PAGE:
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Bygone Bestsellers - Colleen McCullough's THE THORN BIRDS

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Bygone Bestsellers is an Interabang project devoted to works with enduring value, going beyond name recognition or Top 10 lists from years ago. In some cases the recognition is fading; in others, TV or movie adaptations have kept the name familiar. These books’ heyday may have passed, but they offer fresh rewards for today’s readers. Each season Kyle will recommend four of them, all still in print decades after they first landed on bestseller lists.


Click here to read last week's Bygone Bestseller: Edna Ferber's GIANT.

The Thorn Birds: A Novel Cover Image
$18.99
ISBN: 9780061990472
Availability: Usually Ships in 1-5 Days
Published: William Morrow Paperbacks - May 11th, 2010

THE THORN BIRDS is behind JAWS as the #6 bestselling novel of the 1970s in the USA. It is the decade’s top seller by a female author. Colleen McCullough published two dozen more books, but none sold 30 million copies like THE THORN BIRDS, nor were they adapted into a miniseries second only to ROOTS as a historic TV ratings success. Not bad for a book written in McCullough’s off hours when she was a research assistant at Yale.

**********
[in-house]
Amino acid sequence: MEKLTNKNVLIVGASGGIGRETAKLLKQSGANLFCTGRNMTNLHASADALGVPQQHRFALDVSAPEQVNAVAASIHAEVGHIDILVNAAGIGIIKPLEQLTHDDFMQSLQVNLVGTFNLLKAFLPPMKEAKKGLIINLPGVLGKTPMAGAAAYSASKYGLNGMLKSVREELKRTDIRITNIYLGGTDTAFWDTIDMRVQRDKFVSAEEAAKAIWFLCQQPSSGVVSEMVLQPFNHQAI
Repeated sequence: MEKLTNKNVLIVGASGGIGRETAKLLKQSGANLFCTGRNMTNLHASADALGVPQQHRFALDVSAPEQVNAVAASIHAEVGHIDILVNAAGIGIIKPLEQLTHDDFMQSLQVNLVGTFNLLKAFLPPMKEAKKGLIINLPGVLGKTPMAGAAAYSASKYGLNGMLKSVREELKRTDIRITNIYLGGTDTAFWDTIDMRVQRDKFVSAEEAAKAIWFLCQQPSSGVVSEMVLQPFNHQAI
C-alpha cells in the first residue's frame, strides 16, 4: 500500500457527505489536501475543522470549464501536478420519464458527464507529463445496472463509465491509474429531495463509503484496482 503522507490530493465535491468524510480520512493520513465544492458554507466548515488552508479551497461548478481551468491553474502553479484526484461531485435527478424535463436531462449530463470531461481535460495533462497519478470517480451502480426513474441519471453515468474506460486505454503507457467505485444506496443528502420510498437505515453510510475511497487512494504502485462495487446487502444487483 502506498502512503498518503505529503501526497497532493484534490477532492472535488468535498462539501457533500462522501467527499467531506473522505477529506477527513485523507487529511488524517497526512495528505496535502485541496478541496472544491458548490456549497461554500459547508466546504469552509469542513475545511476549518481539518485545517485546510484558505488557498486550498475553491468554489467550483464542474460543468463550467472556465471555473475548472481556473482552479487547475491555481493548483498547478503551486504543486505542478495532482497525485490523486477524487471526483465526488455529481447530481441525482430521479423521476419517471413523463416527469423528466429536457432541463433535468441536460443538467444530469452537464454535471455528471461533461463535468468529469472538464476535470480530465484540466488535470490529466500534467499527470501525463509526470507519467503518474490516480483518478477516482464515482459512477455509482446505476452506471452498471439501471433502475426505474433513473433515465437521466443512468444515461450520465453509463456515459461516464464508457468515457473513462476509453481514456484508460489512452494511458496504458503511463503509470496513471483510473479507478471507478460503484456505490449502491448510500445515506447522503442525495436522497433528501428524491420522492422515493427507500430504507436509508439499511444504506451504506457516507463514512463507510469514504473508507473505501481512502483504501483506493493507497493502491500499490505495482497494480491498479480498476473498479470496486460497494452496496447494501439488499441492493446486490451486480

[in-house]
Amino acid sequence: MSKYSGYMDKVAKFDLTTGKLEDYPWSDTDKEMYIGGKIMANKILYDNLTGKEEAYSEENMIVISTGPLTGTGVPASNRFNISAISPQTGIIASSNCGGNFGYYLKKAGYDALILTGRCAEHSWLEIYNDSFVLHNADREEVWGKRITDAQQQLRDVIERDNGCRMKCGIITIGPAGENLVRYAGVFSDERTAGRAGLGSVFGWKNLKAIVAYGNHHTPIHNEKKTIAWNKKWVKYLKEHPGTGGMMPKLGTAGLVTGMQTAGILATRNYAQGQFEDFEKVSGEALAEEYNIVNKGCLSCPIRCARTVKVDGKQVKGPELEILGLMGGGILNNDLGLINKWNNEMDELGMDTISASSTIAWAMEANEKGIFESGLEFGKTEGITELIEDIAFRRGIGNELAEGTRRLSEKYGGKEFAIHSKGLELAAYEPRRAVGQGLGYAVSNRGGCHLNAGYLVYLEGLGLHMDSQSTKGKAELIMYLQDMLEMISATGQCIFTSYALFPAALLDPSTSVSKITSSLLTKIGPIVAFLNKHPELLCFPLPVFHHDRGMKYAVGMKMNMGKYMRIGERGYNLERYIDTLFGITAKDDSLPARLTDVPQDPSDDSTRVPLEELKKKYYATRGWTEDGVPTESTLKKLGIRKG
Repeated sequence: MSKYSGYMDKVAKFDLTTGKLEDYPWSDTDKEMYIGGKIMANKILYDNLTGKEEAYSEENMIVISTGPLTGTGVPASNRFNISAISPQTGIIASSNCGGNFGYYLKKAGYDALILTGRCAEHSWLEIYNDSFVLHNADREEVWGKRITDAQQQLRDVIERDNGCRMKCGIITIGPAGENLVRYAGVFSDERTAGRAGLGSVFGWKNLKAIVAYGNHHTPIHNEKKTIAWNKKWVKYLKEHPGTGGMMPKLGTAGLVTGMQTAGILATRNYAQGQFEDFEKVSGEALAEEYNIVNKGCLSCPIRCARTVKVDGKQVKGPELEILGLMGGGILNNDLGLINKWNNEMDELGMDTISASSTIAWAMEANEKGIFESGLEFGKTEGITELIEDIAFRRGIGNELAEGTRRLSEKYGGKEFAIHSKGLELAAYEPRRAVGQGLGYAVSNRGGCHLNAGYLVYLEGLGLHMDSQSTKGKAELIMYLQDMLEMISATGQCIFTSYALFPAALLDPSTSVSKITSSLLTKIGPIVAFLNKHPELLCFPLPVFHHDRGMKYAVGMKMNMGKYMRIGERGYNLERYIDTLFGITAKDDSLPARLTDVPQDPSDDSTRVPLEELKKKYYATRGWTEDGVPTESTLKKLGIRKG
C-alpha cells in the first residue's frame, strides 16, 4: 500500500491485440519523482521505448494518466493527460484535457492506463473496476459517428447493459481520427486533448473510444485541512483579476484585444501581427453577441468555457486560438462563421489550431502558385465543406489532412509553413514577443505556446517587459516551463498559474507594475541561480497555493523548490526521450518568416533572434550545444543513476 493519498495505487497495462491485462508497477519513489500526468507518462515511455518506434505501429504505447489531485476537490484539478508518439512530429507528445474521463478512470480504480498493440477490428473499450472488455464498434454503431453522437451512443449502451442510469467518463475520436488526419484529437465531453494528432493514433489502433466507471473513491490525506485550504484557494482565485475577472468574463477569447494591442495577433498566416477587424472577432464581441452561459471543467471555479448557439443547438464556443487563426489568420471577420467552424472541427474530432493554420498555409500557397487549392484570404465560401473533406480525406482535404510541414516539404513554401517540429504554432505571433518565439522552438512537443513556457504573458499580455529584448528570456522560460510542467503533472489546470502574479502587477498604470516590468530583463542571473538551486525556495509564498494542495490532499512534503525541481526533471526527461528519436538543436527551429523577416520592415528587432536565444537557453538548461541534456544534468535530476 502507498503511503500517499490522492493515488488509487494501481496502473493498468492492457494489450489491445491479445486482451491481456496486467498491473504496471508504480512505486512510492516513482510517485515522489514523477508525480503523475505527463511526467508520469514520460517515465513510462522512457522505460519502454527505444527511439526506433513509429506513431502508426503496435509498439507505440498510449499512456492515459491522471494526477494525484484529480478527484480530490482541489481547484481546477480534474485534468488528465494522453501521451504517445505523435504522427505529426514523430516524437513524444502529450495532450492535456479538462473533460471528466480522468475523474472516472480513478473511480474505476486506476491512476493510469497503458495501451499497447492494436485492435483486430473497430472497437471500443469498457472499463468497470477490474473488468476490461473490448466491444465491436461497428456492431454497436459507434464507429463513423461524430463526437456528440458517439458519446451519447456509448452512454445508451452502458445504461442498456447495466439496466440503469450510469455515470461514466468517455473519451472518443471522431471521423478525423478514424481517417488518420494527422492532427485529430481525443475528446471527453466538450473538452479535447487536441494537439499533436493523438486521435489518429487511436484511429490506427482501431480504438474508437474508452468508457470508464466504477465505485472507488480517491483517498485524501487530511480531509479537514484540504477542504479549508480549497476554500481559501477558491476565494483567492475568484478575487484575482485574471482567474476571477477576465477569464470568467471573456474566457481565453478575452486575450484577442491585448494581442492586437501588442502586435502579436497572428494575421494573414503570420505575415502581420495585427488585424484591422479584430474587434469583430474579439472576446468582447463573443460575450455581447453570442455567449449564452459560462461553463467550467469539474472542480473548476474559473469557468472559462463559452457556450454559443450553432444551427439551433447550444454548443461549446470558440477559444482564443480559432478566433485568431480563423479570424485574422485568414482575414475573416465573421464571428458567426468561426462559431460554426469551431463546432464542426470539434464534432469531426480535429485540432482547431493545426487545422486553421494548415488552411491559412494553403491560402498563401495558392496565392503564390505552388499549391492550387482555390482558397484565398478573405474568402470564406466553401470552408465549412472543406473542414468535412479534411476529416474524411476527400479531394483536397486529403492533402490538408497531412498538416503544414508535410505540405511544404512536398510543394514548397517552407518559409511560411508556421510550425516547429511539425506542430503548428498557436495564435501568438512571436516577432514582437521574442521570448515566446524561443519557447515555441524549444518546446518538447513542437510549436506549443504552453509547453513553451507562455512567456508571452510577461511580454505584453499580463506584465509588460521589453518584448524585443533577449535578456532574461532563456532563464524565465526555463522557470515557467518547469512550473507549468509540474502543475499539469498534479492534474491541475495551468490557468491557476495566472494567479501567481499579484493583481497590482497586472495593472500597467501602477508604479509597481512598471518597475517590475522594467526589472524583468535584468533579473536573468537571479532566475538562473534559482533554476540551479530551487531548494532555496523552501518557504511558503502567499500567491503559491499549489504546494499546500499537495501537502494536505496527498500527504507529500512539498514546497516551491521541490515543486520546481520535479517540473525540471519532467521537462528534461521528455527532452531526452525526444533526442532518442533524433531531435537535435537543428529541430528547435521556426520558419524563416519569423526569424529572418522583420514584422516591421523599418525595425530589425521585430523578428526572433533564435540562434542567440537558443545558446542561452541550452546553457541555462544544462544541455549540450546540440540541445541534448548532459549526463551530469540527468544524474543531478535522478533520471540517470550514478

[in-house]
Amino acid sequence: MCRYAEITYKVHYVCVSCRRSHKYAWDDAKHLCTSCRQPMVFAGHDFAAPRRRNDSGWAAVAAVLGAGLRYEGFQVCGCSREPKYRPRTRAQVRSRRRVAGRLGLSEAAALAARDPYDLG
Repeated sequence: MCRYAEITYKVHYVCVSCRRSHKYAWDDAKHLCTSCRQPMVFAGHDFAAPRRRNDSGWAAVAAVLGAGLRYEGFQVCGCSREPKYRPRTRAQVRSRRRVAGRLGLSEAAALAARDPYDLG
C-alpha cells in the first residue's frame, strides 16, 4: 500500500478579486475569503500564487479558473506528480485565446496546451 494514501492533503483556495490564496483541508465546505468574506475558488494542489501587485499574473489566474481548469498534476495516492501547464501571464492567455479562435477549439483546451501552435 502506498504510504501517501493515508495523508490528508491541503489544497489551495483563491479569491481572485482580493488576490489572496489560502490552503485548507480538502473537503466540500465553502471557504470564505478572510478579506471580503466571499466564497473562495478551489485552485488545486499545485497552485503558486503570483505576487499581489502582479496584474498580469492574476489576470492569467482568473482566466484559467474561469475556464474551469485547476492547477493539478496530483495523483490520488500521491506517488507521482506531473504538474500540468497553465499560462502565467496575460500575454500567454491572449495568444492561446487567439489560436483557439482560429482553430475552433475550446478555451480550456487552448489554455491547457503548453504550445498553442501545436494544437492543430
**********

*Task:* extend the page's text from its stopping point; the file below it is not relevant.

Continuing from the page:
Like many novels that nestle into memory, THE THORN BIRDS is a love story. The conflict between the lovers is the man’s ambition, an insatiable drive for power and status in the Catholic church. He’s a priest – so there’s that obstacle – but Meggie, the woman who yearns for him for a decade or three, is no fool. A survivor, born into the hard-luck side of a prosperous family, Meggie centers the book and keeps it from turning into the tale of a fool who spends her life waiting for a man she can’t have. (For one thing, she does “have” him, during an unforgettable island getaway.)

 

McCullough’s writing is OK, but her plotting and themes are remarkable. This is one of those cases where a journeyman author constructs a story with the whiffs of legend. In an essay, the brilliant Germaine Greer calls THE THORN BIRDS “the best bad book I ever read.” The flaws she cites are primarily about the book’s depiction of its setting, the Australian outback – not its storytelling. After describing how she stayed up all night with the book, “utterly engrossed,” Greer let slip that she has read it again in recent years and felt the same. She finds more “best” than “bad” in THE THORN BIRDS. That’s about right.